Rector's Rambling- February 2014
As January turns into February, the year truly turns for me. Waterfowl, upland birds, and small furry things are safe again for another year with the passing of hunting season (If they were ever threatened by me anyway!) Grandson George and spaniel Oscar will both turn one. It is time to buy a new fishing license. It is time to plant tomatoes, peppers, and eggplant. I will receive my first check as a retiree of the Ohio Army National Guard. And we start seeing more green days on the Church Kalendar (sic).
I've always liked the green seasons of the church. In some places they are called “ordinary time.” That ordinariness is what I like about them. While holidays and special celebrations are nice occasionally, I've always been one of those folks who would generally rather stay at home with a predictable schedule and do what I do. I think it must have been experiences in the Army which convinced me early on that most surprises past the age of 11 or 12 are only occasions for extra work and headache. And so I have remained a pretty boring person who is content to do the job at hand, with some semblance of order and as much predictability as providence allows.
Over the years, experience has taught me that I am most likely to experience God in the mundane and routine things of life, rather than on the mountaintop. I have had one or two mountaintop experiences in the last 60 years, but they were unplanned and unexpected. God came in his way and on his schedule to demand my attention and to grant his grace. There were times when I sought to force his hand, or to orchestrate a wonderful and spiritual time with my Lord, but they almost always failed because I was so focused on myself and my desires instead of on him who made me and reconciled me to himself. I would almost go so far as to say that the times when I have worked the hardest to summon God's presence, be it through wonderful liturgy, or special disciplines, or planned occasions of any sort, my feeble efforts were just attempts to cover for the reality that my selfishness had rendered me incapable of sensing God's presence in my life.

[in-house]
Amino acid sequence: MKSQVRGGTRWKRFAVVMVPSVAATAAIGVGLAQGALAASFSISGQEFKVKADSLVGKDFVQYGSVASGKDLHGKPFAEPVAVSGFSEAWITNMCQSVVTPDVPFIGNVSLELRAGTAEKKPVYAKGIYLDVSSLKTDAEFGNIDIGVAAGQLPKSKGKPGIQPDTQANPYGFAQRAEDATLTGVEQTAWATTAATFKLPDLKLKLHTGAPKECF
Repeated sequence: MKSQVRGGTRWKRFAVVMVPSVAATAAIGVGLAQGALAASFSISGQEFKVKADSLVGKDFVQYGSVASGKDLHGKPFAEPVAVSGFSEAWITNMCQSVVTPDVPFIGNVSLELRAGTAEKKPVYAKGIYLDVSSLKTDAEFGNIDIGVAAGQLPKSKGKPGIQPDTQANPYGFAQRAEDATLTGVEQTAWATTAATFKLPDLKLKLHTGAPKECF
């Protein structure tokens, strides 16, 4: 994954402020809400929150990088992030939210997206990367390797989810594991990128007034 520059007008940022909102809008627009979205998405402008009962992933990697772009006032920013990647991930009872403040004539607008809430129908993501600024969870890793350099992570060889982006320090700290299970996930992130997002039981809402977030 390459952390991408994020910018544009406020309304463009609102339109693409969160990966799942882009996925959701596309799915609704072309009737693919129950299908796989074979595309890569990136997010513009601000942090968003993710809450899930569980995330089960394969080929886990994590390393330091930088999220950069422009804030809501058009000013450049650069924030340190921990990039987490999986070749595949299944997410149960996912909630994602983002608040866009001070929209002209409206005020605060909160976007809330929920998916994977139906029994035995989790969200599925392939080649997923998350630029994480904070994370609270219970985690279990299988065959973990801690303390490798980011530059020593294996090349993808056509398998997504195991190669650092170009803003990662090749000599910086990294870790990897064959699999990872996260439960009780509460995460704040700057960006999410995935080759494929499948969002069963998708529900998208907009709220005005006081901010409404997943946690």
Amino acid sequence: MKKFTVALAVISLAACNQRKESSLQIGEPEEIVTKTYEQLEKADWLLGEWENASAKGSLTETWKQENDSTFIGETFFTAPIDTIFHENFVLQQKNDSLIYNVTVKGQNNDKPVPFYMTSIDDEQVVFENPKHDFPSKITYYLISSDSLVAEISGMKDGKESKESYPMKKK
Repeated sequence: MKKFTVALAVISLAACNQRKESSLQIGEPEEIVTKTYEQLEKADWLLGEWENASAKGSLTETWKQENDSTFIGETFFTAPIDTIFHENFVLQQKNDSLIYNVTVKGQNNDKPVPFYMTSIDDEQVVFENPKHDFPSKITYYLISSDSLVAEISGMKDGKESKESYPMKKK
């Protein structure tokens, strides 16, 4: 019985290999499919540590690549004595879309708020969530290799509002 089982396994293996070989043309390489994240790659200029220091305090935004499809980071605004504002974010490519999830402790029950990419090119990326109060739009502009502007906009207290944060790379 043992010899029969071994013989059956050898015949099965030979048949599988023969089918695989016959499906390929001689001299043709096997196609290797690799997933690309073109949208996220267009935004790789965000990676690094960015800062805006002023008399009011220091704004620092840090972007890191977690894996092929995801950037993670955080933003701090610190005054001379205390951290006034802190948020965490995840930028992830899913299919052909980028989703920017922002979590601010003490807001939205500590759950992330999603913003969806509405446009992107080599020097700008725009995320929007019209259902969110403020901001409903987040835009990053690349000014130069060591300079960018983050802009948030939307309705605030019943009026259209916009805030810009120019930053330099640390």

No, it is in the little things that God leads me to sense his presence. It is in the ordinary times. It is in the small everyday chores and responsibilities of life that he most often enables me to know viscerally that he is with me. I suppose this if fitting. It is another proof that indeed the Word became flesh and dwelt among us, thus sanctifying and declaring good forever his creation. Might we all sense the presence of God in the little things around us in these closing days of winter. Bishop Berkeley of of Cloyne in the Church of Ireland argued mightily in his day that God was more than some cosmic watchmaker who designed the world, wound it us, and left it to run. He was fond of saying that if God stopped thinking about us for an instant, we would cease to exist. I find it most comforting that when I am cleaning stalls, or walking in the woods, or doing dishes, or writing sermons, or visiting friends, he is there, actively thinking of me, and smiling on those mundane activities which generally characterize my life. It is good to be thought of, and to be loved; and it is good to walk with the Lord. I pray that all of you, my friends and my brothers and sisters in Christ, might know this goodness every hour of every day of your lives. Through Christ our Saviour, AMEN!